This morning, I met a mother who had decided that next year, she was going to homeschool her son. As the only homeschooler in the room, I was pulled into the conversation and asked if I had any advice.
Here it is, friends:
You will have many panic attacks.
Yes, that is my advice to the newly homeschooled. I realize now that I could have probably given her better advice, but at the same time, I wish someone had given that advice to my mother when she started homeschooling me, and then to me when I started taking control of my education.
Thoughts about homeschooling tend to fall into two categories: the rainbows-and-unicorn “oh, it was a wonderful experience, easy as pie!”, and the horror story “I sent my kids back to school otherwise I would have become a murderess”. Reality falls somewhere in the middle. I think we embarked with the quintessential homeschooling image, the one where the smiley parent and child sit together at a table, cheerfully doing homework.
Let me tell you, it does not work that way. We literally tore up textbooks in frustration at one point. The textbooks in question happened to be math books, so it’s no great loss, but that’s how it played out for us. Come to think of it, the only time we ever had the classic homeschooling picture was when I learned German. And this was for the very simple reason that German is my second language.
Don’t get me wrong, homeschooling is an amazing experience, and much more rewarding than brick-and-mortar school, but there comes a time when either the parent or student, whoever is in charge of the education, hits a wall of doubt. To paraphrase Stuart Mclean, “our old friend Doubt saddles up his mule”, and the following thoughts worm their way into our heads:
What if I’m doing this all wrong?
What if my child (or I) will never be able to deal with the real world?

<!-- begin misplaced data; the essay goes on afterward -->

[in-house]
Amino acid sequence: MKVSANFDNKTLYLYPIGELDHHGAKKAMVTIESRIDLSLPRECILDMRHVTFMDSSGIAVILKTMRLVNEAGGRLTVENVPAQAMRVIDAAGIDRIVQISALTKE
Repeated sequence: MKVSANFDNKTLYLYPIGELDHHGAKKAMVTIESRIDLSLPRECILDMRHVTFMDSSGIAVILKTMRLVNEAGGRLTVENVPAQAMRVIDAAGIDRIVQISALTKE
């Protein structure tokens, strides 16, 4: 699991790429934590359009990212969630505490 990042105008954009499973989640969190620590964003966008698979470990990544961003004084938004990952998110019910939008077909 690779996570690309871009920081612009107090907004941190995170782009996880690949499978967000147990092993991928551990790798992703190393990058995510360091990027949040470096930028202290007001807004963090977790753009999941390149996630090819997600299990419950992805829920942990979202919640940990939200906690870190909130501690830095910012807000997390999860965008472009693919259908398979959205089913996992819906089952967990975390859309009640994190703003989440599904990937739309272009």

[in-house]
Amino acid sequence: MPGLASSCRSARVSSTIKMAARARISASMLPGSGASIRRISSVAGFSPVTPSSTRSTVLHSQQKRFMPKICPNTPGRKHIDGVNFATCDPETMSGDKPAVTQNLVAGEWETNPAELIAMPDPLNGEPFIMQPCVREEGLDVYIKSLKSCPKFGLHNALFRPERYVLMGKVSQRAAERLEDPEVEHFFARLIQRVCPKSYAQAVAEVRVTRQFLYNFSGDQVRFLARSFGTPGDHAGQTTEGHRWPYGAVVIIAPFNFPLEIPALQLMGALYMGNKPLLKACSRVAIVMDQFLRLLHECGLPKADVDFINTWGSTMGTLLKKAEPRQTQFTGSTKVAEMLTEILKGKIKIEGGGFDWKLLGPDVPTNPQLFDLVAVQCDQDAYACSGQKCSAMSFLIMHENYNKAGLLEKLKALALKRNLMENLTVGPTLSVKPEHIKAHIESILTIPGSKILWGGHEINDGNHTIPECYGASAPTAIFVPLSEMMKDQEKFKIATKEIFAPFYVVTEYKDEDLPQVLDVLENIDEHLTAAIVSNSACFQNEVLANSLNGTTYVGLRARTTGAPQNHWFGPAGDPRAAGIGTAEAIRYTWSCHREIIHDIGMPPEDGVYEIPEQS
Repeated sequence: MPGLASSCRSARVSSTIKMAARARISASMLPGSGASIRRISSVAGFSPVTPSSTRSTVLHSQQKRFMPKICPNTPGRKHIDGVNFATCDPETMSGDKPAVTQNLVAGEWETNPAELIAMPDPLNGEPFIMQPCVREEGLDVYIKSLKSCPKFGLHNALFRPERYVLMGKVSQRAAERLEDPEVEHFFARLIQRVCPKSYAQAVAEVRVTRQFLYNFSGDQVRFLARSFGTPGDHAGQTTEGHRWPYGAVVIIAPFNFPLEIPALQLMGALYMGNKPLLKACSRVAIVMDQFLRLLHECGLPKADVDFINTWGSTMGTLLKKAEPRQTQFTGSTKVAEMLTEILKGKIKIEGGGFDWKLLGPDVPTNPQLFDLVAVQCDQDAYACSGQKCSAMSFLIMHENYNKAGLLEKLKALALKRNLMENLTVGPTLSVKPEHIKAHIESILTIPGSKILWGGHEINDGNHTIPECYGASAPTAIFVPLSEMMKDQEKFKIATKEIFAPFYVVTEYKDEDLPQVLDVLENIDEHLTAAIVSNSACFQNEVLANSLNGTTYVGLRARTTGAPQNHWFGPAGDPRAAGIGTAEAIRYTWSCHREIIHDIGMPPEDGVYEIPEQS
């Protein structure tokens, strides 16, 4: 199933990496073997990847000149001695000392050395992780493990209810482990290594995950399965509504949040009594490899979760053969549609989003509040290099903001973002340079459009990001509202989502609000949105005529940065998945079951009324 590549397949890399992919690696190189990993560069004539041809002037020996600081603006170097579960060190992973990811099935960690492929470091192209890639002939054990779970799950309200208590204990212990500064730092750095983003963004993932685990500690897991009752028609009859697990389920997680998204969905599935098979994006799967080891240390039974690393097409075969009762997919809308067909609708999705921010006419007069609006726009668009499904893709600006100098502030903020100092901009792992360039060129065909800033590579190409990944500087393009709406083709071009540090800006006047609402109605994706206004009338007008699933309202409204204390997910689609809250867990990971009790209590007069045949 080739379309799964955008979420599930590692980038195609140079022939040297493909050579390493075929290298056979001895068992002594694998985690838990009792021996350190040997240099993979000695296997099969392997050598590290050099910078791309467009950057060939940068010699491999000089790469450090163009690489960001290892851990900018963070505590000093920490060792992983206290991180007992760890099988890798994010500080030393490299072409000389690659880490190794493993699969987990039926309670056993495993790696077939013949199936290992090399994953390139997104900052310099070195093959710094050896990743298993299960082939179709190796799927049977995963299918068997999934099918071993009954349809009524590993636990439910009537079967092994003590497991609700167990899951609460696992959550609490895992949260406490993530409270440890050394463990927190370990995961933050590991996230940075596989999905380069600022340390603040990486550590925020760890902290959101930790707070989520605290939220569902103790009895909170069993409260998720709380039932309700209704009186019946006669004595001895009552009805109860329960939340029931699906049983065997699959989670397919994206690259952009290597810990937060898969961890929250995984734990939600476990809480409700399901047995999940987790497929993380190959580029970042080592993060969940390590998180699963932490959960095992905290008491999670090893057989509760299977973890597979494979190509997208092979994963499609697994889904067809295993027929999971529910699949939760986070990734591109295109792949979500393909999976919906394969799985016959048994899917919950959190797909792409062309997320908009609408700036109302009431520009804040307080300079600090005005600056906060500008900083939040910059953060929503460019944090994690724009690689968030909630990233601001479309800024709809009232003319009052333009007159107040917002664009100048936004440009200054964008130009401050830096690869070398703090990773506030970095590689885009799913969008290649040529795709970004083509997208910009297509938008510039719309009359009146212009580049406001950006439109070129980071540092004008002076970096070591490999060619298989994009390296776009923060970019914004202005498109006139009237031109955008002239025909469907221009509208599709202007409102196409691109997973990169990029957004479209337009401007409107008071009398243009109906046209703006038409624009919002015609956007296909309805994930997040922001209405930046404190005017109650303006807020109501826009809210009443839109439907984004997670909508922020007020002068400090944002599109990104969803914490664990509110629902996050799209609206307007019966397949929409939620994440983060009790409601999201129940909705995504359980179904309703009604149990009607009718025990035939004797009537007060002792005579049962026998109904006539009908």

What if I made some heinous mistake, and it all goes to heck?
What if the classes I’ve been taking actually don’t get me any credit?
What if I (or my child) never get into college?
What if…what if…?
At some point, you just have to take a deep breath, and step back. Have faith that everything will turn out all right.
Yeah, right. Actually, you run around, hyperventilating, taking as many classes as possible, bemoaning the fact that the AP classes you’ve been taking for years won’t get you any credit at the colleges of your choice, and looking at your practice SAT score in math, wondering how on Earth it came to this.
Then, you look at the college of your choice, see that it actually requires homeschoolers to take three extra SAT subject tests, one of which must be a math test (looking at you, Northwestern) and apply to West Point, because it has a special application just for homeschoolers.
Just kidding! It’s not that bad, although it will feel that way–trust me on this one. I’ll get through it, you’ll get through it, we’ll get through it. And we’ll be stronger because of it.
So, my rephrased advice to the newly homeschooled:
It’s an amazing experience, but at some point, you will wonder if you did everything wrong. And the best part: then you’ll realize that you did everything exactly right.
That‘s my advice.